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Cloud Voice Means Better VoIP Development
Voice over Internet Protocol (VoIP) has long meant better operations for businesses, and as such, there's been plenty of development in the works to improve the package and offer more capability. That serves as a competitive edge for businesses in all directions, both suppliers and end users. One of the biggest new developments in VoIP has been cloud-based voice platforms, a development that's driving a lot of new plans for service providers.
Timing is actually a surprising point in favor of VoIP development right now; while customers still need and want voice services, the costs to provide those services have only been climbing—albeit incrementally—for the last few years now. For those companies that maintain networks for such services, the price tag (News - Alert) has likely been a shocker; providing new services like E-911 or just upgrading old services and equipment to better match what's being demanded these days is neither cheap nor simple.
The alternative isn't better; cutting and running from the voice market would leave a major gap in services that could readily be exploited by competitors, and just quietly running a VoIP 1.0 or time-division multiplexer (TDM) network until the wheels fall off is practically asking customers to leave. With some estimating that the remaining wireline voice market is worth around $71 billion, that's too big a pie to not have a slice.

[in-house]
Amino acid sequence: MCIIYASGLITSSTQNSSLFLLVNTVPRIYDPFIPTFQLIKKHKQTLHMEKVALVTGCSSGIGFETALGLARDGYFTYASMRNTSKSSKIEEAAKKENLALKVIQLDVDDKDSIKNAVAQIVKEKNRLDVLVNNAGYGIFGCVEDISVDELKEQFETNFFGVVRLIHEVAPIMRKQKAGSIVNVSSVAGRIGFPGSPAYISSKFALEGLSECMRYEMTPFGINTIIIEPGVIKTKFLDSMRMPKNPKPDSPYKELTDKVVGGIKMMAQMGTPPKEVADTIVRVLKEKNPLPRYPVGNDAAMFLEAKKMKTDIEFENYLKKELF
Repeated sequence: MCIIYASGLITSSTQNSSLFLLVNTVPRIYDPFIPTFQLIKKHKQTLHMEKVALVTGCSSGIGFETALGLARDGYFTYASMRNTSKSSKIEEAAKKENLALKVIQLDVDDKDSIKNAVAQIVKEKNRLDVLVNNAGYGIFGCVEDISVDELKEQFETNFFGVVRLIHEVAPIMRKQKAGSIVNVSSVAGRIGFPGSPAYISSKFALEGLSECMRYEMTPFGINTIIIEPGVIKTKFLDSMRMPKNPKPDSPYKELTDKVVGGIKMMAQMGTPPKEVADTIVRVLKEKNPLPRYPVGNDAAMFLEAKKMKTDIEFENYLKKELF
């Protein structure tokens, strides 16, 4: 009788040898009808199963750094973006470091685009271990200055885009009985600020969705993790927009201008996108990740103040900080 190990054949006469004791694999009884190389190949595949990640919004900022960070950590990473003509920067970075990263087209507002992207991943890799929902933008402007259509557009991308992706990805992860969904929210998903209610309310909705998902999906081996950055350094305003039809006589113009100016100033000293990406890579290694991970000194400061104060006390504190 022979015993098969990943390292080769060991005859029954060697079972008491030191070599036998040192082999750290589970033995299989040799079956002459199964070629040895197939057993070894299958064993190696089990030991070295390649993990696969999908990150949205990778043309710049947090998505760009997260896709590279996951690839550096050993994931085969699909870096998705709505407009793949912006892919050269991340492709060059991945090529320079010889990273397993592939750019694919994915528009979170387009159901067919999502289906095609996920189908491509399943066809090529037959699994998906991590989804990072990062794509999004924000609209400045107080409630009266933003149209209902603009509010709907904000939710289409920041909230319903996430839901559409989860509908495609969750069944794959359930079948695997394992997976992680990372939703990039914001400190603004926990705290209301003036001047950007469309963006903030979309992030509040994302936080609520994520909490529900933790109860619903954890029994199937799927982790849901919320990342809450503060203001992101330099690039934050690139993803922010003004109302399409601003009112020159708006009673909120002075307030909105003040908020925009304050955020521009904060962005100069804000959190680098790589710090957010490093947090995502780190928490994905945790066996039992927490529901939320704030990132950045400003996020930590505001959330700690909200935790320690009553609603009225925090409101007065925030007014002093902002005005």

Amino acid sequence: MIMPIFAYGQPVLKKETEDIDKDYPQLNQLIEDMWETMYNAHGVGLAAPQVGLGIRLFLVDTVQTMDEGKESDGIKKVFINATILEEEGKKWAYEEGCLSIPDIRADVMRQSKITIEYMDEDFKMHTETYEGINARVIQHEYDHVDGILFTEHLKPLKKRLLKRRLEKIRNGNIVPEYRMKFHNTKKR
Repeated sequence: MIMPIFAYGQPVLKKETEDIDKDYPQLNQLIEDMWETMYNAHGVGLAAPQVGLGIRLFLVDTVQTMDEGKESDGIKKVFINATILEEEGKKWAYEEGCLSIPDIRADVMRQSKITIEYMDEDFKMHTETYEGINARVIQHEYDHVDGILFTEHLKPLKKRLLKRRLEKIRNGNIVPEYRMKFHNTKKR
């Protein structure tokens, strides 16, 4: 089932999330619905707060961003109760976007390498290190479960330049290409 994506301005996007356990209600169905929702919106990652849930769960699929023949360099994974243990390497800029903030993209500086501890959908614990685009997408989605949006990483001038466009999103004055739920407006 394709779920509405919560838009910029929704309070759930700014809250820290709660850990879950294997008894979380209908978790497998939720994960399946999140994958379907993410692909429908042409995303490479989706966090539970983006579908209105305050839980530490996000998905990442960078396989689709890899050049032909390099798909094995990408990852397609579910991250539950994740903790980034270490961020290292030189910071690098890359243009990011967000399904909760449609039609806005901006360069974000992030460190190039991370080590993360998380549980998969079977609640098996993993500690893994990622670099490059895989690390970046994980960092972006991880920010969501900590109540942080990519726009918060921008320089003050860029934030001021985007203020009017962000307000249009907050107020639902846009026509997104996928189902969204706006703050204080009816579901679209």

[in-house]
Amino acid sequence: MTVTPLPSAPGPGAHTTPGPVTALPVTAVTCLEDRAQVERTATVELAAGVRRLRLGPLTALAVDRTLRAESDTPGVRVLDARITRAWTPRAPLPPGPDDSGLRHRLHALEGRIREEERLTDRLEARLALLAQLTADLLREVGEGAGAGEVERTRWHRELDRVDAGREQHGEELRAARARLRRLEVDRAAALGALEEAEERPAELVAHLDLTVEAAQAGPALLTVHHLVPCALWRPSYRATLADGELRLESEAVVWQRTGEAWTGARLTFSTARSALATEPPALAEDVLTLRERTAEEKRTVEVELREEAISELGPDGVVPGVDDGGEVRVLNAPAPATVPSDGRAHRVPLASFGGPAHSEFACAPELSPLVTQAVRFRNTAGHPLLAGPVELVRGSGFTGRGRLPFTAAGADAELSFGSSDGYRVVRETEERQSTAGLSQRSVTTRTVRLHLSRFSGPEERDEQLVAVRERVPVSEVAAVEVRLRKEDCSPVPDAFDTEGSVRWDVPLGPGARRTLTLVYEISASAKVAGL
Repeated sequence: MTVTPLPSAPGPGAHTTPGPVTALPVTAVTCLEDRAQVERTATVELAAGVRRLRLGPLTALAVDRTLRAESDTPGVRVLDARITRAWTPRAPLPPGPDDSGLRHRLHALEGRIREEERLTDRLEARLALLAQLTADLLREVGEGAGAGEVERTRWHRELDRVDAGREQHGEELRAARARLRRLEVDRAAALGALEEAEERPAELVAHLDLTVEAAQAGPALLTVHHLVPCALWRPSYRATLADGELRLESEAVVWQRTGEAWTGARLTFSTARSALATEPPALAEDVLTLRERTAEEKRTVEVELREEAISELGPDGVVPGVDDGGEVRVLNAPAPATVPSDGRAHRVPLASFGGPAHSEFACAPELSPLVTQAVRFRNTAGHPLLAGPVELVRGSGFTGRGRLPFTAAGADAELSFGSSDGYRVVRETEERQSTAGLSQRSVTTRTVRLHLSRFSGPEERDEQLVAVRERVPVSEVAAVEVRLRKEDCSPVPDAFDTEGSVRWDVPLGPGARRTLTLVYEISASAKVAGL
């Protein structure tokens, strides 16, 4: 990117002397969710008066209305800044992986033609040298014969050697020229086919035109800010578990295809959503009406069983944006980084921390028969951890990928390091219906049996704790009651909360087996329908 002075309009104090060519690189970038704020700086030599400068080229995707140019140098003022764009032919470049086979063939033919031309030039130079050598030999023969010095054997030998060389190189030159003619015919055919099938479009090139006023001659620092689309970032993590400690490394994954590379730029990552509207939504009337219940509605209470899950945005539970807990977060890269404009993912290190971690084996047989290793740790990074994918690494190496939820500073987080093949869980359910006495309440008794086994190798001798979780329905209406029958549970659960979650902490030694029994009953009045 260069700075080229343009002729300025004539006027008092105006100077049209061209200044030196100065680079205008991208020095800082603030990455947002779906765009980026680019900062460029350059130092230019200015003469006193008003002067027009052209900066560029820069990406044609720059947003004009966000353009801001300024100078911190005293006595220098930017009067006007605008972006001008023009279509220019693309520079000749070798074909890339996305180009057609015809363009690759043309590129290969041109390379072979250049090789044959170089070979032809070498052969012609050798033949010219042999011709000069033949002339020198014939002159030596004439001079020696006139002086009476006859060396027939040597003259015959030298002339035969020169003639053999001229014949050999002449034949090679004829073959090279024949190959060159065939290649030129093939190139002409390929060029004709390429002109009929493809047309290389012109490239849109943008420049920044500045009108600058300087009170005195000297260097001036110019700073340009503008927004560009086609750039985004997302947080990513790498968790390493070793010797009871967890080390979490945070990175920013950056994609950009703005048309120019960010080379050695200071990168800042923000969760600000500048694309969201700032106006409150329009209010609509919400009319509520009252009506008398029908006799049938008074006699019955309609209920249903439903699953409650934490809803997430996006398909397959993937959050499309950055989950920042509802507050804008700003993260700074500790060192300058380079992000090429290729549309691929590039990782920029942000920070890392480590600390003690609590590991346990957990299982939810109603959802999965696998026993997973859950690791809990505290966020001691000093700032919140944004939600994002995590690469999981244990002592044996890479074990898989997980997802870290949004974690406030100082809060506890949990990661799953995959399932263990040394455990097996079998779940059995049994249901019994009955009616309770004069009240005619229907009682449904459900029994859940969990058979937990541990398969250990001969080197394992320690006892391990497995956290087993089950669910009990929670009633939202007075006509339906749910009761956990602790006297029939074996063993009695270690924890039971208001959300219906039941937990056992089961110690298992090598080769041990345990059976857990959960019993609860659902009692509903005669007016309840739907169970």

Enter the cloud-based voice system, a development that allows businesses to maintain a presence in the voice business market without having to drop the vast sums of initial outlay that would be required normally. Normally, offering services requires substantial investment, leading to enormous capital expenditure. With cloud-based systems, however, someone else takes on the burden of expense and instead allows others to use it for a fee. Plus, these systems stay updated fairly routinely and thus allow businesses to maintain that competitive stance.
While there are some downsides to a cloud-based system, for many service providers it's really the only way to go. With the pace of technology changing so rapidly, it almost doesn't pay to maintain equipment anymore because the route to obsolescence is so much shorter than it ever was. Cloud-based providers, meanwhile, can take advantage of that by getting the equipment and opening it up for use to a variety of users.
Service providers are hard-pressed to keep ahead of the curve; most every competitor must offer a similar slate of services just for table stakes. Keeping up with a pace of development like that isn't easy, and businesses must take any advantage wherever it can be found. The good news is that service providers have a new ally on this front, and it's cloud voice services.
Edited by Alicia Young